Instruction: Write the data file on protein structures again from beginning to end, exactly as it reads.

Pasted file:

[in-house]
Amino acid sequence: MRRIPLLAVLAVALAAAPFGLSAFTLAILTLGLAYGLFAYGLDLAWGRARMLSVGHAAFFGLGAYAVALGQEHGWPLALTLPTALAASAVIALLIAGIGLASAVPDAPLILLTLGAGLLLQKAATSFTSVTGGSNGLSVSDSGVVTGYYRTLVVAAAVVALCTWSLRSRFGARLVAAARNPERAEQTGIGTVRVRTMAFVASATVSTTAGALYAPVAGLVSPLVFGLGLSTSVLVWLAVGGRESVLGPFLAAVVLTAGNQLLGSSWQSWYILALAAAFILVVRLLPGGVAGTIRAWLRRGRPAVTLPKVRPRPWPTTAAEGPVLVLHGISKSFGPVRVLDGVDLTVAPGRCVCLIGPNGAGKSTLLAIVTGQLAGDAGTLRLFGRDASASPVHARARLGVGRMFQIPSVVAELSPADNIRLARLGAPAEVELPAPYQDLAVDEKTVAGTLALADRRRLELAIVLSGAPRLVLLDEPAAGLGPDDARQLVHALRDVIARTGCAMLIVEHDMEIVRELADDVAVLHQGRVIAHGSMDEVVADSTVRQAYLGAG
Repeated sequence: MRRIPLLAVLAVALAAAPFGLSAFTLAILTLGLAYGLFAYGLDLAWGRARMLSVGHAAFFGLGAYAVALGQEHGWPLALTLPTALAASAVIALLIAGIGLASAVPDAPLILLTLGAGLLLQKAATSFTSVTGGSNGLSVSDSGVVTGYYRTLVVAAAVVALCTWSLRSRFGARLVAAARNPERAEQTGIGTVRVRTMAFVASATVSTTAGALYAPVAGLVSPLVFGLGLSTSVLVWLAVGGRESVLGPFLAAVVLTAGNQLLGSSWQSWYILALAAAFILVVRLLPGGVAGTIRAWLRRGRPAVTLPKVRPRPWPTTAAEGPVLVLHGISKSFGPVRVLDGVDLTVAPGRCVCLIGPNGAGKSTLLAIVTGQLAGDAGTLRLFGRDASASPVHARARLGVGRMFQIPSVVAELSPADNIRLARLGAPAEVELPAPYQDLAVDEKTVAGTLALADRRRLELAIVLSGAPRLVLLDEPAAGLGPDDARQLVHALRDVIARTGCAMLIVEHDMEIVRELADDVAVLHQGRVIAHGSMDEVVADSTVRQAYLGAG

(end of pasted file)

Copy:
[in-house]
Amino acid sequence: MRRIPLLAVLAVALAAAPFGLSAFTLAILTLGLAYGLFAYGLDLAWGRARMLSVGHAAFFGLGAYAVALGQEHGWPLALTLPTALAASAVIALLIAGIGLASAVPDAPLILLTLGAGLLLQKAATSFTSVTGGSNGLSVSDSGVVTGYYRTLVVAAAVVALCTWSLRSRFGARLVAAARNPERAEQTGIGTVRVRTMAFVASATVSTTAGALYAPVAGLVSPLVFGLGLSTSVLVWLAVGGRESVLGPFLAAVVLTAGNQLLGSSWQSWYILALAAAFILVVRLLPGGVAGTIRAWLRRGRPAVTLPKVRPRPWPTTAAEGPVLVLHGISKSFGPVRVLDGVDLTVAPGRCVCLIGPNGAGKSTLLAIVTGQLAGDAGTLRLFGRDASASPVHARARLGVGRMFQIPSVVAELSPADNIRLARLGAPAEVELPAPYQDLAVDEKTVAGTLALADRRRLELAIVLSGAPRLVLLDEPAAGLGPDDARQLVHALRDVIARTGCAMLIVEHDMEIVRELADDVAVLHQGRVIAHGSMDEVVADSTVRQAYLGAG
Repeated sequence: MRRIPLLAVLAVALAAAPFGLSAFTLAILTLGLAYGLFAYGLDLAWGRARMLSVGHAAFFGLGAYAVALGQEHGWPLALTLPTALAASAVIALLIAGIGLASAVPDAPLILLTLGAGLLLQKAATSFTSVTGGSNGLSVSDSGVVTGYYRTLVVAAAVVALCTWSLRSRFGARLVAAARNPERAEQTGIGTVRVRTMAFVASATVSTTAGALYAPVAGLVSPLVFGLGLSTSVLVWLAVGGRESVLGPFLAAVVLTAGNQLLGSSWQSWYILALAAAFILVVRLLPGGVAGTIRAWLRRGRPAVTLPKVRPRPWPTTAAEGPVLVLHGISKSFGPVRVLDGVDLTVAPGRCVCLIGPNGAGKSTLLAIVTGQLAGDAGTLRLFGRDASASPVHARARLGVGRMFQIPSVVAELSPADNIRLARLGAPAEVELPAPYQDLAVDEKTVAGTLALADRRRLELAIVLSGAPRLVLLDEPAAGLGPDDARQLVHALRDVIARTGCAMLIVEHDMEIVRELADDVAVLHQGRVIAHGSMDEVVADSTVRQAYLGAG